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Presented by:

Regina Raymundo Albay


October 8,2012
What does a student that is not engaged
look like?
What do they do? When do you see them disengaged?
Subject, time of day, specific teacher
What do they say?
How do they relate to their peers?
How do they make you feel as a teacher?

Unaddressed learning problems
Undiagnosed disability
Neglect (no one at home to provide basic
necessities, abandon by one or both parents)
Safety Issues (drugs, gangs, abuse in home)
Poor performance in class
Repeat offender (multiple Discipline Complaint
Reports)





Be prepared to discuss
student behavior and
or progress, both
positive and negative
with parent/guardian.
Prepare a binder with
parent contact
information, interest
inventory, progress
and report cards.
Student
Teacher
Parent
When providing information about a student,
do not use the students name when speaking
with another person and or writing informal
memos, emails, etc.
Conduct all conversations concerning
students privately.

Teach with
emotion and
universalize that
every individual
has a unique
learning style,
explore what that
style is for every
student.
Practice and
Rehearse all
targeted skills
Provide visuals for
visual learners


Use humor,
music, play,
games,
puzzles, plays,
and
cooperative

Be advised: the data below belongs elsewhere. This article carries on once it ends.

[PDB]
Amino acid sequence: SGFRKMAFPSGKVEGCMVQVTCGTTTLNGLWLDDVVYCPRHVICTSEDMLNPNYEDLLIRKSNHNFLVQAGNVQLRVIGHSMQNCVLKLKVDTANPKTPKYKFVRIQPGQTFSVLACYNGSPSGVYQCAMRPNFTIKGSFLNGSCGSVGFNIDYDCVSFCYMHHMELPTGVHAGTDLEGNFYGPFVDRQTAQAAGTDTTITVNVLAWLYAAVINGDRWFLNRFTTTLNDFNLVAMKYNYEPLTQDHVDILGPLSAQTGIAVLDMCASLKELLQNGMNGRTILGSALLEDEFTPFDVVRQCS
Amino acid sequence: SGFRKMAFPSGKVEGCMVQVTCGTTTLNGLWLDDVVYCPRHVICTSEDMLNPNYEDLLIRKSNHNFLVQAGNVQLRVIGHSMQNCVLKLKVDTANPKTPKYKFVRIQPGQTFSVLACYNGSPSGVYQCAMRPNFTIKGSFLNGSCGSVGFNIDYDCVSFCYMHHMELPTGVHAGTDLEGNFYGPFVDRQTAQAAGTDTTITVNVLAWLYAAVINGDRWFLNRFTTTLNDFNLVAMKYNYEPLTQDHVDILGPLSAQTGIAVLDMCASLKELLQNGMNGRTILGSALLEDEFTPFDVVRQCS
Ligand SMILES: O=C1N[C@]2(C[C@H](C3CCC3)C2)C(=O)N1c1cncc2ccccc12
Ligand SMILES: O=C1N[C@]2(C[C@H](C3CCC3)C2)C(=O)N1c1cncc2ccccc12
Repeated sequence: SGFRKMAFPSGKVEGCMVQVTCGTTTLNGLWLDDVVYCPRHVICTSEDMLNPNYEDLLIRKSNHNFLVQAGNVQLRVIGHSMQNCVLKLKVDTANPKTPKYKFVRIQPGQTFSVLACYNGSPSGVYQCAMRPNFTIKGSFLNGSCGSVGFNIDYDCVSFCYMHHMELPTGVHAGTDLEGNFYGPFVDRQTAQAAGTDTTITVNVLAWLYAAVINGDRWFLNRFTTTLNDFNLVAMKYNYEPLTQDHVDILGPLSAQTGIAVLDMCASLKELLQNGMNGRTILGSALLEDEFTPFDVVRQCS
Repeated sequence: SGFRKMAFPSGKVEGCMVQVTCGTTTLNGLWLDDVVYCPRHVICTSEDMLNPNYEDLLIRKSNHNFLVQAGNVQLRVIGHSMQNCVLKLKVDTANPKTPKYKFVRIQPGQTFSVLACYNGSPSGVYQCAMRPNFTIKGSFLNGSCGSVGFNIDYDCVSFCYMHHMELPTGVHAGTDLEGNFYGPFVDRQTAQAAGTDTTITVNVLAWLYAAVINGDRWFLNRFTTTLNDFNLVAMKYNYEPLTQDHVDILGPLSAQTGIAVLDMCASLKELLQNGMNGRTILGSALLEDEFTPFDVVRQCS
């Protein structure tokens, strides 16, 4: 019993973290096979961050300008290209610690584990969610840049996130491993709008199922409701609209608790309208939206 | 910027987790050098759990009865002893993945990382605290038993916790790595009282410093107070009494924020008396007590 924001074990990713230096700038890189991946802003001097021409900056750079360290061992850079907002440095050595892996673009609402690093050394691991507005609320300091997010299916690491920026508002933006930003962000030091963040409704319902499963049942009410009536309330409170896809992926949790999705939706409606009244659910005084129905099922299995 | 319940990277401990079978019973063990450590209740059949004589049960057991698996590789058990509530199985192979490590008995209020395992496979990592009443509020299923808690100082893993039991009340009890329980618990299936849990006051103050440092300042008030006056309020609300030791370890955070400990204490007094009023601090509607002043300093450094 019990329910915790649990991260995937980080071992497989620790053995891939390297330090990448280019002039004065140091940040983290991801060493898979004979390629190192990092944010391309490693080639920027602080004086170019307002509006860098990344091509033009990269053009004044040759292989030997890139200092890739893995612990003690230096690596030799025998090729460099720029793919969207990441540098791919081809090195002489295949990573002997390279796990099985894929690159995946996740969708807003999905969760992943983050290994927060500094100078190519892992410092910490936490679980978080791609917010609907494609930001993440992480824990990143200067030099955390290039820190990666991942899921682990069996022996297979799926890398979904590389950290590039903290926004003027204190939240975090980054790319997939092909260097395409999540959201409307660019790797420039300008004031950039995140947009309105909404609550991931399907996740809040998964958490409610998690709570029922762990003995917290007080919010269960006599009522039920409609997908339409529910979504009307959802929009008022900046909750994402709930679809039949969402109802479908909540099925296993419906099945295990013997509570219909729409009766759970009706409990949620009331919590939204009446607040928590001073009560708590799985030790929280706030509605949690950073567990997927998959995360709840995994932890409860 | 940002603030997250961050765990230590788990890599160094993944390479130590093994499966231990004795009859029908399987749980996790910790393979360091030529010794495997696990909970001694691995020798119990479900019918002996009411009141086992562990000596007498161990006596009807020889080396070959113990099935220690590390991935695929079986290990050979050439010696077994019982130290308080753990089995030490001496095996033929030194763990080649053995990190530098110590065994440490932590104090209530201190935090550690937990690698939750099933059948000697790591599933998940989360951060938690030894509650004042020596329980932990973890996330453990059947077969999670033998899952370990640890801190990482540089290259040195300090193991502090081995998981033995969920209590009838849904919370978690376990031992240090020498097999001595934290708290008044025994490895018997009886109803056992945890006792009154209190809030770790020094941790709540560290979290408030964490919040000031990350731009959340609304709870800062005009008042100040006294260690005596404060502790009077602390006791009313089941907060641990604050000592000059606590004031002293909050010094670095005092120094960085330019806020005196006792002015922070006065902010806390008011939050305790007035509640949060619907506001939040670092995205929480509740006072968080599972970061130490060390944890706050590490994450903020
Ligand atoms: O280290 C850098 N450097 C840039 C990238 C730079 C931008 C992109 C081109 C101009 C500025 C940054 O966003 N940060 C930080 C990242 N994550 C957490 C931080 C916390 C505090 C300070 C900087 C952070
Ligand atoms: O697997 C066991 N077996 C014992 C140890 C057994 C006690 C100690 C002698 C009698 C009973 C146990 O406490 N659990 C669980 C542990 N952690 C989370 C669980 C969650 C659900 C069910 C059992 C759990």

learning
activities.


Stay calm with a matter of fact attitude (NEVER
YELL OR LOOSE CONTROL)

Allow movement in the class/stretching short
breaks

Have students work in small groups to manage
productivity and accountability

Develop whole class incentives





Create an
atmosphere of
mutual respect
Provide clear and
consistent
boundaries
Discipline in a
formal/polite
manner
Look for patterns
of misbehavior
and intervene
(antecedent)
Clear expectations
with consistent
and specific
classroom rituals
and routines.
Teach social skills
and allow for
rehearsal of these
skills.
How do you take care of yourself?

Who is your support system?

Can you leave work when you go home?

Be specific in your
praise, do not
connect it to a
reward.
Stress that your
students are
making choices.
Directions should
be phrased as
directives not
quest ions.
Phrase statements
as guesses and let
students react to
the guess.
James M. Kaufman,
http://www.people.virginia.edu/~jmk9t
Council for Children with Behavioral
Disorders http://www.ccbd.net/
Whole Brain Teaching www.youtube.com